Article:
Rifadoft frowned and loomed over him.
“You’re treading dangerous ground, boy. I advise you to stop…”
“Advise, advise! You’re always advising everybody!”
Trent gave a sardonic laugh.
“That’s what makes you so special in this whole masterful web of your own design. I figured you out. And I want in on it!”
His demand took the Agent by surprise, but he maintained a most serious and powerful demeanor.
“You don’t know me,” Rifadoft said. “You don’t know what you’re asking. Walk away now and leave it alone.”
Trent let his rattled emotions surface. He spat his words through grit teeth.
“No! You don’t know me, Agent, and what I’m capable of! I have tremendous influence over American society with my little ‘Allowance-Level 8 stratum’! I can help you. Or, I can tell everybody what I know, and they’ll listen to what I have to say.
“So, either you embrace me as your new ‘partner’ or I’ll start talking loud and proud to the Leaders in the Alliance. They won’t hesitate to shut you down in a heartbeat and take your nutrient-rich Island back for themselves like they should have done from the very beginning!”
At his unyielding fervor, Rifadoft pulled back from the boy. He breathed in deep of the stirring breeze that ruffled the countryside around them. His eyes shifted to watch the silken shadows quiver in response to it. They fell to and fro upon the dirt driveway at their feet as, like specters, they lengthened eerily with the setting sun.
The look in the Agent’s knowing gaze was a discomforting cast of indignation and confidence. But it was the solemn pity that touched his eyes now that was most frightening. Gently and sincerely, he spoke.
“I warn you one last time, Trent. Be content and stay out of this.”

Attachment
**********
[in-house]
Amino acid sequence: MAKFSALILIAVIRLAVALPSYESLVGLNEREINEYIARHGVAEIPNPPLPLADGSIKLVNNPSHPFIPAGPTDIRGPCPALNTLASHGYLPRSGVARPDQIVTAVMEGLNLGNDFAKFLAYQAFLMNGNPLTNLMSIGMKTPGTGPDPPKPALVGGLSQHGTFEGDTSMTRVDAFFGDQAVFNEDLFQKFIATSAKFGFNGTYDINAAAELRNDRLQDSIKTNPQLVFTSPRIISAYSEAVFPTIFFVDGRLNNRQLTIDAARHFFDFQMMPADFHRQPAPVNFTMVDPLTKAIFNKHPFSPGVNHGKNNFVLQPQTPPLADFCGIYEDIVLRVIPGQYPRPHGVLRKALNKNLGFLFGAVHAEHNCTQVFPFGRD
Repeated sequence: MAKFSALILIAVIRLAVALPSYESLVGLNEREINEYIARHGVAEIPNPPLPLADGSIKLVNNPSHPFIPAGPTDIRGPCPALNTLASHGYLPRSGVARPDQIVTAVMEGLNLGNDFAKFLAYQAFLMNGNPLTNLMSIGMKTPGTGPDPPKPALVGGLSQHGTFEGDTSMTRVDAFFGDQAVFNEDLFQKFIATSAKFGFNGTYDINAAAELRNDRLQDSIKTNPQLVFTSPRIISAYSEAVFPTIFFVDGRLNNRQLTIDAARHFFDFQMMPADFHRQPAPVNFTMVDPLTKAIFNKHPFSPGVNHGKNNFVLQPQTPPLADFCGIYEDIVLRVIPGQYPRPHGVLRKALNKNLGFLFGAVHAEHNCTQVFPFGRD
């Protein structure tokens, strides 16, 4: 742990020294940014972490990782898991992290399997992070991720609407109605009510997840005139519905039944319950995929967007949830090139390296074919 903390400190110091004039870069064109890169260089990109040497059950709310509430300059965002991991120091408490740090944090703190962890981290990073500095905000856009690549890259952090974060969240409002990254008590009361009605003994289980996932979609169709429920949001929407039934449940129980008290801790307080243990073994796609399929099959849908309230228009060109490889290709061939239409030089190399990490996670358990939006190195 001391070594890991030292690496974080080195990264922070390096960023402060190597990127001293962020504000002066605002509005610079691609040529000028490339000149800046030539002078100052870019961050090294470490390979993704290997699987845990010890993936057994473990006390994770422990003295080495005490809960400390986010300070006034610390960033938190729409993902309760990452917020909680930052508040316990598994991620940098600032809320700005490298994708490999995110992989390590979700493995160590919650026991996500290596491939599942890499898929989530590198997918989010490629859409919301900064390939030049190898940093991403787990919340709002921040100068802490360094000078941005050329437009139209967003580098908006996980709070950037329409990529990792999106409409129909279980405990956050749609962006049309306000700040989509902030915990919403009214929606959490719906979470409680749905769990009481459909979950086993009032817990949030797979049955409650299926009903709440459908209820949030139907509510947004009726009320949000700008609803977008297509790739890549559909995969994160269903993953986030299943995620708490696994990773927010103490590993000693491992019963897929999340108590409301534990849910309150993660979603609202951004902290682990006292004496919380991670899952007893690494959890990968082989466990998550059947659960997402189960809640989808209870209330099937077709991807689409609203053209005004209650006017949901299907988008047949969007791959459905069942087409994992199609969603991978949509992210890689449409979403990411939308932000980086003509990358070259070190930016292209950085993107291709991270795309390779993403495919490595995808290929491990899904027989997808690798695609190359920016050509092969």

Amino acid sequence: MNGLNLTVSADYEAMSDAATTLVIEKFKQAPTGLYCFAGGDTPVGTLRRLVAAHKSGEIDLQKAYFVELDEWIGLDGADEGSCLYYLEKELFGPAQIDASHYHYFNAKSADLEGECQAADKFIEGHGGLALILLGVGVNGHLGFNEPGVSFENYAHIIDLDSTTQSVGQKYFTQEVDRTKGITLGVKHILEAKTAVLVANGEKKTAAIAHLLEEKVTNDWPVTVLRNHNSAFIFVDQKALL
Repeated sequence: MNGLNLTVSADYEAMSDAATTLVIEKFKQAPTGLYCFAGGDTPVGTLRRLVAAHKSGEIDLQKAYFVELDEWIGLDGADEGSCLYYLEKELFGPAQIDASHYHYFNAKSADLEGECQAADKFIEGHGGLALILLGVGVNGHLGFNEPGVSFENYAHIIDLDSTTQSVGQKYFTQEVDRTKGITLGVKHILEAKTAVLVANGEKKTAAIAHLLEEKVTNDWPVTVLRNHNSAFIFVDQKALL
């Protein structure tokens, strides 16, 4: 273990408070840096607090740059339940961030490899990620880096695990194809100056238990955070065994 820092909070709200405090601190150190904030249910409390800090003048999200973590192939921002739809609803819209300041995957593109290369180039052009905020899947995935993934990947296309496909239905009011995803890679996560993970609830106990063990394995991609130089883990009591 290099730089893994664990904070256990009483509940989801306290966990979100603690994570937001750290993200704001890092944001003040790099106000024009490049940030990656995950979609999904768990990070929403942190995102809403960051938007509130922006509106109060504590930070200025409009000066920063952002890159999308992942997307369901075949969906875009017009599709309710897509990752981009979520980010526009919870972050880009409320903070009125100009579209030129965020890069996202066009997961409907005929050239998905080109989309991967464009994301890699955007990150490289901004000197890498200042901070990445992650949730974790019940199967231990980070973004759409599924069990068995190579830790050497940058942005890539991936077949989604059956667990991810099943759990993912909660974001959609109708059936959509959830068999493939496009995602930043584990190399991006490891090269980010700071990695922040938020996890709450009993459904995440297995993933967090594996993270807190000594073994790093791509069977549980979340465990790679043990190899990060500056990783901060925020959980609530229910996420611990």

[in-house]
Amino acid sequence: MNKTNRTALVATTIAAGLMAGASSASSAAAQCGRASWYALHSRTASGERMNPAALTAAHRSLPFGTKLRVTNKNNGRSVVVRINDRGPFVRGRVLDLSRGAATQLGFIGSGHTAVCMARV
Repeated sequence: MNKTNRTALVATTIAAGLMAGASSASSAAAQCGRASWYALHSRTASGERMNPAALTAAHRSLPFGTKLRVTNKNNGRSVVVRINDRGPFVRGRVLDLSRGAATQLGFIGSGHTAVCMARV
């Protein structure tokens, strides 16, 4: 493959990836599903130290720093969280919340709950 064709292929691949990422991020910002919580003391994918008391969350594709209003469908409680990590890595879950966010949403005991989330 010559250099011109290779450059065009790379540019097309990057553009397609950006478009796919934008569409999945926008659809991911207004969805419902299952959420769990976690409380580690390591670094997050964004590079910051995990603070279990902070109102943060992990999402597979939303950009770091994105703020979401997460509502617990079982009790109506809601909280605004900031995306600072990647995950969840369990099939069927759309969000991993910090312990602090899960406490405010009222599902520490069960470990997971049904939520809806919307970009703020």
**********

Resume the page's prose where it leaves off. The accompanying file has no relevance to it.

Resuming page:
“I know what you’re up to, Agent, and I demand my share!”
The whispering breeze struck Trent’s mind with a shuddering chill then. It rippled down his spine and through every nerve. Rifadoft stood above him in patience. He watched the boy’s green eyes widen and soften with penetrating thought. A dule of Mourning Doves shook the encompassing branches with frightened urgency. They took flight as one shadowy mass in a cloud of fluttering wings across the twilight. At the same time, Trent stood slumped in the middle of the driveway, ruminative and silent.
The boy looked up to match Rifadoft’s gaze at last. He turned his lips into the faintest smile and allowed a careful glance around him.
He said, “Allea lodyuhf, David. Keep up the good work.”
Rifadoft did not respond but only frowned. He watched as Trent turned away with tempestuous energy. He bolted across the grassy meadow with a vile shudder in his wake. Then the boy vanished into the distant thickets that swept across the whole of the expansive countryside.
Rifadoft closed his eyes and breathed a troubled sigh at the inescapable event.
“There, Trent Birdges. You’ve got your share.”
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